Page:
The bar is just the beginning of their careers and what will dictate how well they will be as lawyers remain to be seen or proven through subsequent practice. I should have ended my entry that does not exist that way, that could have averted the lynch mob.

I also apologize for having an opinion on the matter. I will have no further opinions on anything and anyone in the future.

But what I cannot accept is this:

"Blogger/lawyer [that's me!] chooses to write off an entire batch without knowing the ENTIRE BATCH of bar passers; s/he chooses to dismiss them without the benefit of having seen some or most of them in class or in court; s/he chooses to stigmatize the batch for something they had absolutely no hand in--the lowering of the average."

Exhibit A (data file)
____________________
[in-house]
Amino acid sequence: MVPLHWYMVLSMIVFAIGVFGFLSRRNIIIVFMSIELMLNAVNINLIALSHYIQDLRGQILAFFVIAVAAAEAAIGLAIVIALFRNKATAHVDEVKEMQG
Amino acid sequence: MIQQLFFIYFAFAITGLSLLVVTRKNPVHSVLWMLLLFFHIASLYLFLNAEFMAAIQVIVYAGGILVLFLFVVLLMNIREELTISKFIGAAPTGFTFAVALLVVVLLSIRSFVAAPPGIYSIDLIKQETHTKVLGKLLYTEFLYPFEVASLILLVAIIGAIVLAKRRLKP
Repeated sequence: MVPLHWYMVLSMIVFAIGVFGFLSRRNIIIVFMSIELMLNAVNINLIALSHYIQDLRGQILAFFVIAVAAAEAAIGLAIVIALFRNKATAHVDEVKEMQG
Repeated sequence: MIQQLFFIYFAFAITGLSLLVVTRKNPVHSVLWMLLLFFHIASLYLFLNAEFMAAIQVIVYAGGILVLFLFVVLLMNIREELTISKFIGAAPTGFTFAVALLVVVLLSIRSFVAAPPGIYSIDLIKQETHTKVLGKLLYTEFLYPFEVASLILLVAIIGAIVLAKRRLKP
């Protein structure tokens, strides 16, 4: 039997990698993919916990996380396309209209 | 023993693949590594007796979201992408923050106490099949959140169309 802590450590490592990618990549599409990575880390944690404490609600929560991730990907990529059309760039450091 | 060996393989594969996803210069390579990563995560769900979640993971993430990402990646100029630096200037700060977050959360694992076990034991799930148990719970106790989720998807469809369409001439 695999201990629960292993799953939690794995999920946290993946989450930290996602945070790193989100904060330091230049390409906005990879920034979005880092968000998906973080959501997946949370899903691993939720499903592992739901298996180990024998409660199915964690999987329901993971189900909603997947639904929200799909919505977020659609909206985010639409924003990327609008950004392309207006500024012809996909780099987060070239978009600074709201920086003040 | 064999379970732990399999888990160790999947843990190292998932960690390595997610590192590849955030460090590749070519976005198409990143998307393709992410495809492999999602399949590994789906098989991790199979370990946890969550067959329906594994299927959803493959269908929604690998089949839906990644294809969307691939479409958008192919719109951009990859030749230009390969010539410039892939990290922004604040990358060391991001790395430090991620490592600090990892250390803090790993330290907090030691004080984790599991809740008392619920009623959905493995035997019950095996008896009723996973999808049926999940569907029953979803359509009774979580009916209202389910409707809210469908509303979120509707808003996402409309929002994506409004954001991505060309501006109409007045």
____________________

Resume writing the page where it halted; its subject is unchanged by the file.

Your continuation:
Assuming that I did intend to write off the entire batch, the point is the bar examiners and the Supreme Court in general CANNOT AND MUST NOT KNOW THE ENTIRE BATCH taking the exams personally at all. That's precisely why the system takes pains to ensure anonymity of every examinee until decoding time.

That's also the point of having an objective standard cast in stone. The rules say 75% weighted average and no grade less that 50% in any exam (Section 14, Rule 138 of the Rules of Court) according to this blog-lecture. This was cast in stone then. Apparently, it's not now.

And that's the point why we have laws as rules in the first place. So there's no dispute or debate about anything.

Contrary to prevalent and popular belief nowadays, rules are NOT MEANT to be broken. They are meant to be followed.